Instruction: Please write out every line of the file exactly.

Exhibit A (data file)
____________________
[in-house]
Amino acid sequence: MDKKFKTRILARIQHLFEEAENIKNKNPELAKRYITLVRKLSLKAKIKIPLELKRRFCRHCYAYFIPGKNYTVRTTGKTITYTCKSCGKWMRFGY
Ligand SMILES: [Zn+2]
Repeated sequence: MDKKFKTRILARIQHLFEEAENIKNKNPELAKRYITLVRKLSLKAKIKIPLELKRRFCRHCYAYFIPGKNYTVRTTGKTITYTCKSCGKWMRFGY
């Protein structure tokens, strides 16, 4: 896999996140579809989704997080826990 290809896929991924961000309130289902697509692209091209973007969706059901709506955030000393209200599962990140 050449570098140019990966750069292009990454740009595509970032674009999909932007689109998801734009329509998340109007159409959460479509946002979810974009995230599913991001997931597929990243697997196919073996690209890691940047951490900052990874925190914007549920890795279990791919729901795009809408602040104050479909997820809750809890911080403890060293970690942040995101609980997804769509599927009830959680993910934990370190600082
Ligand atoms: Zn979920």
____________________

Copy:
[in-house]
Amino acid sequence: MDKKFKTRILARIQHLFEEAENIKNKNPELAKRYITLVRKLSLKAKIKIPLELKRRFCRHCYAYFIPGKNYTVRTTGKTITYTCKSCGKWMRFGY
Ligand SMILES: [Zn+2]
Repeated sequence: MDKKFKTRILARIQHLFEEAENIKNKNPELAKRYITLVRKLSLKAKIKIPLELKRRFCRHCYAYFIPGKNYTVRTTGKTITYTCKSCGKWMRFGY
């Protein structure tokens, strides 16, 4: 896999996140579809989704997080826990 290809896929991924961000309130289902697509692209091209973007969706059901709506955030000393209200599962990140 050449570098140019990966750069292009990454740009595509970032674009999909932007689109998801734009329509998340109007159409959460479509946002979810974009995230599913991001997931597929990243697997196919073996690209890691940047951490900052990874925190914007549920890795279990791919729901795009809408602040104050479909997820809750809890911080403890060293970690942040995101609980997804769509599927009830959680993910934990370190600082
Ligand atoms: Zn979920």